CLEVELAND (AP) — A prosecutor in Cleveland has asked judges to void criminal convictions for 40 people caught in a web of corruption spun by three rogue narcotics detectives who lied, cheated and stole from people they targeted.
“We believe that justice obtained through unfair means is not really justice,” Cuyahoga County Assistant Prosecutor Jose Torres said Friday. “It’s repugnant to all of our core principles of truth and justice.”
The tainted cases were brought to prosecutors by East Cleveland detectives Antonio Malone and Eric Jones and their supervisor, Sgt. Torris Moore. All three pleaded guilty and were sentenced earlier this year to federal conspiracy charges. The officers admitted they falsified search warrant affidavits and reports and lied about the existence of informers during a scheme that netted them tens of thousands of dollars.
Moore was sentenced to nine years in prison, Malone to nearly six years and Jones to nearly four years.
The prosecutor’s office previously sought to void three cases cited in the federal prosecution. The office’s Conviction Integrity Unit, with the help of East Cleveland police, re-investigated cases tied to the detectives between 2011 and 2015 and identified 27 with 40 defendants that appeared to be tainted.
“We could not have confidence the convictions were based on due process and couldn’t have any trust they were fair investigations,” Torres said.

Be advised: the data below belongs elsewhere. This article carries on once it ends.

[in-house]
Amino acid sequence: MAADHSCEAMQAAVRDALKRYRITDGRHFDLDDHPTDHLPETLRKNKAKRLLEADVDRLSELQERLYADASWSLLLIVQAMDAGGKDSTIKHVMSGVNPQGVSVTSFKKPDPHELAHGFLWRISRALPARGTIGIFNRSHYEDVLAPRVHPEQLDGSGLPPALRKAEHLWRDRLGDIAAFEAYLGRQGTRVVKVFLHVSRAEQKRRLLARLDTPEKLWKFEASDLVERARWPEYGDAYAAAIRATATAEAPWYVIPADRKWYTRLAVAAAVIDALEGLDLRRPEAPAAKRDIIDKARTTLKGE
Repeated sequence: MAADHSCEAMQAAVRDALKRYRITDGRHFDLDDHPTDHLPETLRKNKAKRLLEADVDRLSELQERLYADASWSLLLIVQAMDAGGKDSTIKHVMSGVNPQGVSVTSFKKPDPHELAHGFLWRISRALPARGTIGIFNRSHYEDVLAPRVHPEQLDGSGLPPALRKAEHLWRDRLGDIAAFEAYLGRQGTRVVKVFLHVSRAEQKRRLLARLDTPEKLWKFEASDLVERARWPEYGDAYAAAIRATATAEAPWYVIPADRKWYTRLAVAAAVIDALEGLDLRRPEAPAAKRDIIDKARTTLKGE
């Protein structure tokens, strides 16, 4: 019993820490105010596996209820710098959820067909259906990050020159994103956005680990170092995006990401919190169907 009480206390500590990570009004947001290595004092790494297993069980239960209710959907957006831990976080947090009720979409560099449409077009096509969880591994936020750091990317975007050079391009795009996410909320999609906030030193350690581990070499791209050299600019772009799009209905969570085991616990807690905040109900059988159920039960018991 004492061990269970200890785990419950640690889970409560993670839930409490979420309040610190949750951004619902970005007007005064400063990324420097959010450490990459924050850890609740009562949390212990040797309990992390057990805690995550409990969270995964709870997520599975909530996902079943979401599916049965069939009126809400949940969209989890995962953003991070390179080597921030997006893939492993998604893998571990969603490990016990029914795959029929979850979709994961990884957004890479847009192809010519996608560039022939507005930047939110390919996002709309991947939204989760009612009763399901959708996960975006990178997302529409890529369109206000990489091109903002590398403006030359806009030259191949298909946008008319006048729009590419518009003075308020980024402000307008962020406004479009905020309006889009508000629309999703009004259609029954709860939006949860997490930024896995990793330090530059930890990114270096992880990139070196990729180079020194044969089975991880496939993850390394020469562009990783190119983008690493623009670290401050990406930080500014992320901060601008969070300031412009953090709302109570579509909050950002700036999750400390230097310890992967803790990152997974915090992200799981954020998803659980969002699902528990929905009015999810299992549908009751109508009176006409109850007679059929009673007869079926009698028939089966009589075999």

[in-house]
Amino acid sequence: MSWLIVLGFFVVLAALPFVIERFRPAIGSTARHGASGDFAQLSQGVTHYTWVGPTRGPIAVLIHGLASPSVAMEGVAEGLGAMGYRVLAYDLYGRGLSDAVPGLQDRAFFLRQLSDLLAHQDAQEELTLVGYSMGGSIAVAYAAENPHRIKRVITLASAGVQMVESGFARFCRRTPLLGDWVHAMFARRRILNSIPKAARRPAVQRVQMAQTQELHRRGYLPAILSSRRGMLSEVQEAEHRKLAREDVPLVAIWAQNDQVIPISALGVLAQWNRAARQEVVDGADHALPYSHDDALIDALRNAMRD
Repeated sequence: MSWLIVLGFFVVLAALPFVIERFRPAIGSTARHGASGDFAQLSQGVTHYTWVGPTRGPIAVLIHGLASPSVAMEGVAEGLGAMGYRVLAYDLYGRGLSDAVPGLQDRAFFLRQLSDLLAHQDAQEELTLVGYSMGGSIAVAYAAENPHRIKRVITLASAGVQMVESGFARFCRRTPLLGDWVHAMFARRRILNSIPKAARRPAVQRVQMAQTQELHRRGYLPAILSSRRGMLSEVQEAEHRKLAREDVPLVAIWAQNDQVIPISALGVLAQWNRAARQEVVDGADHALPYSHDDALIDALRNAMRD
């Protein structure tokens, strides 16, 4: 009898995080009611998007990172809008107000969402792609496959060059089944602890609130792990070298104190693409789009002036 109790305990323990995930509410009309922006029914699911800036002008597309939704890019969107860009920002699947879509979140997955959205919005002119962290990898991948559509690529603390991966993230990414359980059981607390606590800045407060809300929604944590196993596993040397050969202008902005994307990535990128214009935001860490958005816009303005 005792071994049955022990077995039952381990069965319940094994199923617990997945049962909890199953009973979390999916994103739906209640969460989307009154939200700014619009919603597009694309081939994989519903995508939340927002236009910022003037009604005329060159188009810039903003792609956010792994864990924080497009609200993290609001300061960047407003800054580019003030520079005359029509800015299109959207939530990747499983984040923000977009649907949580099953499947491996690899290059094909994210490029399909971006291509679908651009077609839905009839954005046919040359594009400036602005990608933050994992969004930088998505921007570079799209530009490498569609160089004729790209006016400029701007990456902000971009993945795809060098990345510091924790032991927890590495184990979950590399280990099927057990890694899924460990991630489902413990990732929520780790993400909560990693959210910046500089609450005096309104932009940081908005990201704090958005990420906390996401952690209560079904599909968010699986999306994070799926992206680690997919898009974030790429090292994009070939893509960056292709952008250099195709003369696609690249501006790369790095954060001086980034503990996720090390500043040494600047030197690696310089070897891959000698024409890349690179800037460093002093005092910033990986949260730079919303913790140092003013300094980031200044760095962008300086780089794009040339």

The East Cleveland officers searched homes and business without warrants, and when they obtained warrants, they lied to judges about what evidence they had, Torres said. The officers also falsely claimed they used informers and made undercover drug purchases from people they targeted.
The Cleveland.com news site first reported the effort to void the convictions earlier this week.
The Associated Press reviewed online court records and found 39 of the 40 defendants had cases for which they were sentenced. All 39 pleaded guilty. Sixteen received sentences ranging from six months in jail to five years in state prison. Judges ordered some of the defendants to forfeit about $25,000 in cash, a car and other personal property to the East Cleveland Police Department that Torres said should be returned.
Cleveland attorney Terry Gilbert represented a defendant in a drug case that was previously voided and now represents the only defendant among the 40 people still in prison. Jeffrey Brown pleaded guilty in April 2014 to drug trafficking and received five years in prison. Represented by a different attorney, Brown pleaded guilty to two other cases at the time along with the tainted East Cleveland case.
Gilbert said Brown should be freed from prison and the other two convictions voided or set for a new trial because the plea bargain was a “package deal” based on fabrications.
“Had the lawyer known, it would have changed the process for how he handled the defense,” Gilbert said.
Gilbert rues that suing East Cleveland appears pointless. The city is deeply in debt and can barely afford to provide basic services.
State law doesn’t allow people whose convictions are voided for procedural errors to be paid from Ohio’s wrongful imprisonment fund.
“None of these people are going to get one dime,” Gilbert said.